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Could Inventories Be Suffering an Amazon Effect?

NEW YORK (TheStreet) -- News that wholesale inventory growth came in at a lower-than-expected .3% for December, rather than rising .5% as forecast, led to trader fretting today.

The question is whether this reflects a coming slowdown of the U.S. economy.

The government's gauge of the ratio between wholesale inventories and monthly sales stood at 1.17, seasonally adjusted, against 1.19 a year ago, the Department of Commerce said. This is much lower than it was near the start of 2013, closer to the ratio of early 2011 than some traders wanted to see.

The inventory estimates are based on a survey, however, and the results are seasonally adjusted, with the highest sales-to-inventory ratios in durable goods like hardware and machinery, where there's nearly two months' supply on hand, seasonally adjusted, and the lowest ratios in non-durables like petroleum, drugs and groceries.

The inventory ratio for petroleum inventories, .30%, was down 11.5% from a year ago, 5.1% from a month earlier, and may be behind the recent rise in energy prices, with West Texas Intermediate crude now over $100/barrel and natural gas prices for March at over $4.50 per mcf. Propane is currently in very short supply, and the California drought is impacting beef supplies, driving prices up. 

Absent seasonal adjustments, however, the changes seen in the December number don't look that bad. Petroleum sales were up 19.2% over the previous month, due to the weather, and inventories were up 1.9% unadjusted. Auto sales were up 4.8% from the previous month, 8.4% from the same month a year earlier, and unadjusted inventories were down 3.2%.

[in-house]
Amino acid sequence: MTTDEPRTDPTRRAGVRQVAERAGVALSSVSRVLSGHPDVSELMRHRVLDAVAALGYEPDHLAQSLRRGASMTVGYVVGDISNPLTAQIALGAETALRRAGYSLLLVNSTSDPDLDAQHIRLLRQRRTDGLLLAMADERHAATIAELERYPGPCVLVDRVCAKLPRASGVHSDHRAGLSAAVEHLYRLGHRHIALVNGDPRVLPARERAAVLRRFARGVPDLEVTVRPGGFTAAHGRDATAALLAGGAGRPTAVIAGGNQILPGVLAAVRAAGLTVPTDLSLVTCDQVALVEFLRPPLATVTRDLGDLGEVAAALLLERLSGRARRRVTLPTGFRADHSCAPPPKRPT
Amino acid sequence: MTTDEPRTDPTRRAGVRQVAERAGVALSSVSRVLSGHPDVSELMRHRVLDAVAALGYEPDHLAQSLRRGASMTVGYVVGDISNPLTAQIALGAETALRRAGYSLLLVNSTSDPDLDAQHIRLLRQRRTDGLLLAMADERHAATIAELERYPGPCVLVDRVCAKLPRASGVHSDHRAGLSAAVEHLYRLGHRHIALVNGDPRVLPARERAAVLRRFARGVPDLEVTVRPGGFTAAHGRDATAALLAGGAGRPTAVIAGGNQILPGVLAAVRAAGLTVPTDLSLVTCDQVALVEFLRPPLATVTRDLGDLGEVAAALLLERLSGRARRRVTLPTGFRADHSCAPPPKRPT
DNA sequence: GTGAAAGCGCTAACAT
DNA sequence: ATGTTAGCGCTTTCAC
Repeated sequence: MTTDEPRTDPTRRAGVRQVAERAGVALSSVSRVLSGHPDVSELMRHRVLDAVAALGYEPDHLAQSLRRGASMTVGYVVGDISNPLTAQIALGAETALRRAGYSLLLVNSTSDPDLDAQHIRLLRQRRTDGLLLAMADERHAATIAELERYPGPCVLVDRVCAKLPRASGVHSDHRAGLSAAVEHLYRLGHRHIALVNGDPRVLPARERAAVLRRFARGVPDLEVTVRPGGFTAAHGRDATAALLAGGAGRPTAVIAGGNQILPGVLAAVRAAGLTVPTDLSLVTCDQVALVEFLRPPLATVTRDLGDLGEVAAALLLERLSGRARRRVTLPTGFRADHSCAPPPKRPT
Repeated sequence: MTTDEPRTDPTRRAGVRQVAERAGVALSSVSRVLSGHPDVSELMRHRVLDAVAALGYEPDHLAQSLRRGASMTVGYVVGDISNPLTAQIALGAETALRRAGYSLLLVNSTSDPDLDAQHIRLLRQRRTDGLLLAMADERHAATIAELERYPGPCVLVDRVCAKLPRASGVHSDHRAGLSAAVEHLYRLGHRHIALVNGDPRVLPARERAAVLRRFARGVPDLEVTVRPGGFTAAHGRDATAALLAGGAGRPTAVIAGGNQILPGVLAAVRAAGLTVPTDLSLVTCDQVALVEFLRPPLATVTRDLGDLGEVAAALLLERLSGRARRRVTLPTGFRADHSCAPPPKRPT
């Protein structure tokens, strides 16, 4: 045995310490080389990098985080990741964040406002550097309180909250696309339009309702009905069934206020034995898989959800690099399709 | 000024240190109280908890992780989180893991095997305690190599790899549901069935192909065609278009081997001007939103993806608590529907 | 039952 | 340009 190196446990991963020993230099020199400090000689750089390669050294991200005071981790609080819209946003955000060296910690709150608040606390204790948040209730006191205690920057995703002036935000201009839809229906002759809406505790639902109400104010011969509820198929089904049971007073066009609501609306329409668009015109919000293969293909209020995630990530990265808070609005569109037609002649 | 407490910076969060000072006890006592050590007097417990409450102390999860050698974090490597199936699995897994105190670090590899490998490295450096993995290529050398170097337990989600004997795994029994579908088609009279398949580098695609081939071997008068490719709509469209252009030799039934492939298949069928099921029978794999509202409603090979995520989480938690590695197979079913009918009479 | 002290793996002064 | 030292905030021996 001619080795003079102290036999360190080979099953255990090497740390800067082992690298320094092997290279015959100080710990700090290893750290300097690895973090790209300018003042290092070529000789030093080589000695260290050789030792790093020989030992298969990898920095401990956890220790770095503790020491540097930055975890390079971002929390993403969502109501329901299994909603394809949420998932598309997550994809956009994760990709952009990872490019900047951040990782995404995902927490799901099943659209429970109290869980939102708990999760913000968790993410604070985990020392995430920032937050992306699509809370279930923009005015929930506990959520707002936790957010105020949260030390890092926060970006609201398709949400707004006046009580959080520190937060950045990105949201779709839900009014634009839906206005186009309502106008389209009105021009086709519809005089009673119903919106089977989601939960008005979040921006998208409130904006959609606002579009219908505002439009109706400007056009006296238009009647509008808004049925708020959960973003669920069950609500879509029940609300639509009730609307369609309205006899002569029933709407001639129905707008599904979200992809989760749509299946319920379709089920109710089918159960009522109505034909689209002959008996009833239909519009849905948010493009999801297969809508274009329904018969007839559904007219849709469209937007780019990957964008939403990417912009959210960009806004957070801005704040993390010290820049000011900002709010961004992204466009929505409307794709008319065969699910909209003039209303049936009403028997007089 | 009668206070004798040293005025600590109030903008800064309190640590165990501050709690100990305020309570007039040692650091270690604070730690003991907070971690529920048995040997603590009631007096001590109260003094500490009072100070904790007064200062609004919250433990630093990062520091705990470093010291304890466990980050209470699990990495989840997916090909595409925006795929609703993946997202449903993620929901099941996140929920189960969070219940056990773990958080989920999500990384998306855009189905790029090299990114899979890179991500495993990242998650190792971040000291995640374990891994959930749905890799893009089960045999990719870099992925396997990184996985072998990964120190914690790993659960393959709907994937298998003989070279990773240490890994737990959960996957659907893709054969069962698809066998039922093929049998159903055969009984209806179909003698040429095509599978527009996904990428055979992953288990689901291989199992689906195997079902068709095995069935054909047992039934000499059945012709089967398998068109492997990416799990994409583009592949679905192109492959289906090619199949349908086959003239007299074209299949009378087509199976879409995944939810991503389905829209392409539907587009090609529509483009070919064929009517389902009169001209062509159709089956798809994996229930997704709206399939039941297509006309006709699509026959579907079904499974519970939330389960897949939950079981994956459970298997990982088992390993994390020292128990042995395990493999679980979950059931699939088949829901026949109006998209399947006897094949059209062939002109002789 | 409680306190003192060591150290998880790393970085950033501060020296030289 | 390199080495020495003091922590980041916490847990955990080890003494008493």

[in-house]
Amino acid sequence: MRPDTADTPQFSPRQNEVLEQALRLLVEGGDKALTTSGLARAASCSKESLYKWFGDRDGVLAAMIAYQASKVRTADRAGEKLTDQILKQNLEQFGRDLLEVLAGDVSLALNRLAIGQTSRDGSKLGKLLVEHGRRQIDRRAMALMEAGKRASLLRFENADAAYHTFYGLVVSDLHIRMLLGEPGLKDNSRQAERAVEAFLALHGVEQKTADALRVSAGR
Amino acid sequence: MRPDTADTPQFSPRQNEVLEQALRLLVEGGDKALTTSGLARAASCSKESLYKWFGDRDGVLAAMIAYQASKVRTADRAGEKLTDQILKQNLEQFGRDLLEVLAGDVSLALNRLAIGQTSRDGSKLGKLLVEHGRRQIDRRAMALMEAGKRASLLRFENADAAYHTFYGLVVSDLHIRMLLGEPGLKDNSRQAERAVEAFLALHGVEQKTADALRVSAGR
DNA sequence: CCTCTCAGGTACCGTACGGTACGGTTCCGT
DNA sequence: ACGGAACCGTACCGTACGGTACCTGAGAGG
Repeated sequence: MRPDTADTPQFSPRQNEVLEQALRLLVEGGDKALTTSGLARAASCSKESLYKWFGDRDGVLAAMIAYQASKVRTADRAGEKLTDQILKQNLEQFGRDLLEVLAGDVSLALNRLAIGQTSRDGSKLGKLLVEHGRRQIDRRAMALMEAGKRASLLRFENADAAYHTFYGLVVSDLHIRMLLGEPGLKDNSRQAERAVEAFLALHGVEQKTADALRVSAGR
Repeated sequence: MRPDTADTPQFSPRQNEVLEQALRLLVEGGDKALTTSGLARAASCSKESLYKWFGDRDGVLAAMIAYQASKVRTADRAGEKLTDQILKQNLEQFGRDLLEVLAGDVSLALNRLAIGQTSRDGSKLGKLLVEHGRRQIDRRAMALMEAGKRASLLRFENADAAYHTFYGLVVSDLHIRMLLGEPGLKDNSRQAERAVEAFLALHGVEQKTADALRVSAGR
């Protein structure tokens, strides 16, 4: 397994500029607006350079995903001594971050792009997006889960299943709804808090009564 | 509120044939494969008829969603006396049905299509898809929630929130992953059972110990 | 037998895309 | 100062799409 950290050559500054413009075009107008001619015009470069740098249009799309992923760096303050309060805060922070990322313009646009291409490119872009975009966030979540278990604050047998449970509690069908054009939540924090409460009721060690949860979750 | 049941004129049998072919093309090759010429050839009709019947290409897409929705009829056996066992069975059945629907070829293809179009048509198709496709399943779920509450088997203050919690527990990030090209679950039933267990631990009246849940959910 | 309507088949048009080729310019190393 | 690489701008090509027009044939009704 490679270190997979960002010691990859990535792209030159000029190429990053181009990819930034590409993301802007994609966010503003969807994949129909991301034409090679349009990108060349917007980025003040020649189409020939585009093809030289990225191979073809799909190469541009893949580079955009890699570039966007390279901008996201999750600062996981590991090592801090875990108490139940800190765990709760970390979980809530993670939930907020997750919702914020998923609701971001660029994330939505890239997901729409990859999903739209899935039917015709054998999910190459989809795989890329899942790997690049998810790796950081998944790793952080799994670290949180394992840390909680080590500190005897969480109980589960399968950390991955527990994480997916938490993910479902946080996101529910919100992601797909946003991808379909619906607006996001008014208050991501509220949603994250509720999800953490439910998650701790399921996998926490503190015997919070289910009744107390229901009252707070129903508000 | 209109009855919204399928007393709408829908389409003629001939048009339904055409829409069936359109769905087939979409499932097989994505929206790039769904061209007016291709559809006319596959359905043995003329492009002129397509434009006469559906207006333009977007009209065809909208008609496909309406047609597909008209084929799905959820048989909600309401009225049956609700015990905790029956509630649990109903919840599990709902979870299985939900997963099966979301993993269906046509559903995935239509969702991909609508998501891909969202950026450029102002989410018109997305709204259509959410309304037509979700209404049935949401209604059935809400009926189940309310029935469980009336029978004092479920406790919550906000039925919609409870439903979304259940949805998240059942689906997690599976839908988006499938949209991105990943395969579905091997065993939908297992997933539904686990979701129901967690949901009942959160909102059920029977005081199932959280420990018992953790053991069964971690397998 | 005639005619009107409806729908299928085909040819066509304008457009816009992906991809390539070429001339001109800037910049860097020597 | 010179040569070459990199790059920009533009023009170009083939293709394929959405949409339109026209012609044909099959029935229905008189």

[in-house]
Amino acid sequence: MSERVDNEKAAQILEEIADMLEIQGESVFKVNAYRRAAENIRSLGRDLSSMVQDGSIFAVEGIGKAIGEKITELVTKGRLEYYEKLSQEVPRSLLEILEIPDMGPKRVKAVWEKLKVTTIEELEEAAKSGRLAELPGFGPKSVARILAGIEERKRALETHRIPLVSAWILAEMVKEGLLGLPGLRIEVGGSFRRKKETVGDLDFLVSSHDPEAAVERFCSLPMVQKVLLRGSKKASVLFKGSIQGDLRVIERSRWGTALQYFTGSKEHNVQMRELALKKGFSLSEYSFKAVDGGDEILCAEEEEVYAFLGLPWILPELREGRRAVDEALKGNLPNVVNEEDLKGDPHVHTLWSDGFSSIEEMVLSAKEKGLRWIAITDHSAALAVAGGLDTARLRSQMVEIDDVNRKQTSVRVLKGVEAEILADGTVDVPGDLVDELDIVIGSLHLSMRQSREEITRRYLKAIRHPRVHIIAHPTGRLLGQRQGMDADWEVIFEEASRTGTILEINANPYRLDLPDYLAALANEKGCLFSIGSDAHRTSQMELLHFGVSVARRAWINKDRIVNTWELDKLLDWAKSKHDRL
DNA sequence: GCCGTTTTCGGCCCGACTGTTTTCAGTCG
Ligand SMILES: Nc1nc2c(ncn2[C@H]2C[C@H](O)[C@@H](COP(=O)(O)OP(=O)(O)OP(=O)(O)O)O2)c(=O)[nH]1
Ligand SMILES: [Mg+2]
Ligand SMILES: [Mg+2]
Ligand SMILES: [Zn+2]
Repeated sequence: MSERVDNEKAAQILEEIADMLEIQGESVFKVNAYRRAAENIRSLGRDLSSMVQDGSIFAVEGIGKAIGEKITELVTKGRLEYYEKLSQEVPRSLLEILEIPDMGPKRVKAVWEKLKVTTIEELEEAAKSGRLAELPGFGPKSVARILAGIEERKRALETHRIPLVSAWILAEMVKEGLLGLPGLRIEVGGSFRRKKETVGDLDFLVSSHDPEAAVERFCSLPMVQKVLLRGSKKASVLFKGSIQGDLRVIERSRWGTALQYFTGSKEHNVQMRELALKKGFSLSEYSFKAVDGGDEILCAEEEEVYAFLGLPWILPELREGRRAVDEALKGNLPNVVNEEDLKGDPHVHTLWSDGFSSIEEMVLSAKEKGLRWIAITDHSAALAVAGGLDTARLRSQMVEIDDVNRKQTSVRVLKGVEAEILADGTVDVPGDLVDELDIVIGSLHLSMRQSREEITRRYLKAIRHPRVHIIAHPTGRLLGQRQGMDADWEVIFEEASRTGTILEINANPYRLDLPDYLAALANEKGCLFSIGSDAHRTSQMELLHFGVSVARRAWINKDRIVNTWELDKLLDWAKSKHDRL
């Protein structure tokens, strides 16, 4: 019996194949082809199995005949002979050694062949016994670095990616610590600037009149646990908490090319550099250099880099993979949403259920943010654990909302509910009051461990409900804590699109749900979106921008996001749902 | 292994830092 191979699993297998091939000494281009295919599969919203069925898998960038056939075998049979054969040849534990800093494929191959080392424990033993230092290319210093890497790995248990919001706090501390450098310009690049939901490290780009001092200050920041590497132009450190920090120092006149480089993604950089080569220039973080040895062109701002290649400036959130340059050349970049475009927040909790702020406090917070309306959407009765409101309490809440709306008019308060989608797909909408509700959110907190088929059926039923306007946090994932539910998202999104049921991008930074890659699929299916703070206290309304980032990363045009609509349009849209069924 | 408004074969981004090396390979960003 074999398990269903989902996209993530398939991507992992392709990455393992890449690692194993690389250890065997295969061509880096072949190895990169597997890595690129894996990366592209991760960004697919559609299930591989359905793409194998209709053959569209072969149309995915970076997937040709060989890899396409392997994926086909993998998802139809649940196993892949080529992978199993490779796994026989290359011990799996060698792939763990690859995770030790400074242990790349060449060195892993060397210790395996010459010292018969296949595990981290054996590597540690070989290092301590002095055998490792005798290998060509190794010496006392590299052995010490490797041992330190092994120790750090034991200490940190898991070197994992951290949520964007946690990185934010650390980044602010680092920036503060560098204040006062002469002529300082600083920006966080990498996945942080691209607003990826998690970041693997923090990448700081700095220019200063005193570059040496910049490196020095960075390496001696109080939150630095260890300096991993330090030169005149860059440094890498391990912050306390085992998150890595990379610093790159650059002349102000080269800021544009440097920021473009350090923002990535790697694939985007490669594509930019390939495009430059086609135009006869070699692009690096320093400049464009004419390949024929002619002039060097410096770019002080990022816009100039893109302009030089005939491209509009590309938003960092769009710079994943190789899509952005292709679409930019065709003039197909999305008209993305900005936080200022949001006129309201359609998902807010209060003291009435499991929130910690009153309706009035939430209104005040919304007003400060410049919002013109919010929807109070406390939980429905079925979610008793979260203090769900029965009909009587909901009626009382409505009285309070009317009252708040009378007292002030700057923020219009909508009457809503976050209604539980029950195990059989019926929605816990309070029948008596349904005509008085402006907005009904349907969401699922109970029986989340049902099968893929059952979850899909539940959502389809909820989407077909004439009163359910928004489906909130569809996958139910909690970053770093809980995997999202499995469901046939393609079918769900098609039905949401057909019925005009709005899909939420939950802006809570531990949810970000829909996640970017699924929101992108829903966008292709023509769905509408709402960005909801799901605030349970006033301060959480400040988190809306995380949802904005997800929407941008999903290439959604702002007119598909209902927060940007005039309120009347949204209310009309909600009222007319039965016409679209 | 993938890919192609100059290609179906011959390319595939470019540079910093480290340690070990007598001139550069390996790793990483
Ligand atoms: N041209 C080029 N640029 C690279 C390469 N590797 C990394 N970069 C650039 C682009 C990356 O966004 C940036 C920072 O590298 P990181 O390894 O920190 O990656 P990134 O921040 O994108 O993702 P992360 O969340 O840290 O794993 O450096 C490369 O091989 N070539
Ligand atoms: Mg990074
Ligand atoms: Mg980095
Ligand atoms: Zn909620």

So the rate of stock accumulation slowed, but actual sales rose.

Steven Hansen at Global Economic Intersection thinks there is little to worry about. The only disappointing number, he writes, is that inventory-to-sales figure, which is below the average for non-recession Decembers.

What could causing that? Most likely there are two reasons.

First, winter started early. December was cold, so inventories of things that sell well in cold weather fell. Some goods wound up in short supply because they were in short supply, not due to demand changes.

Second is what I call the Amazon (AMZN) effect. Automation makes it easier for large merchants to reduce inventory builds. Growth in warehouse demand is now exclusively based on e-commerce, writes the Costar Group, which isn't a sell-through to stores, but to consumers.

Shorter supply chains are turning warehouses into the equivalent of retail centers and enabling other purchasers to run leaner.

Combine that with cold weather, take out the seasonal adjustments, and what you may have is a steady-as-you-go recovery, albeit at a slower pace than in the past, with automation driving the train.

At the time of publication, the author had no positions in any of the stocks mentioned.

This article represents the opinion of a contributor and not necessarily that of TheStreet or its editorial staff.

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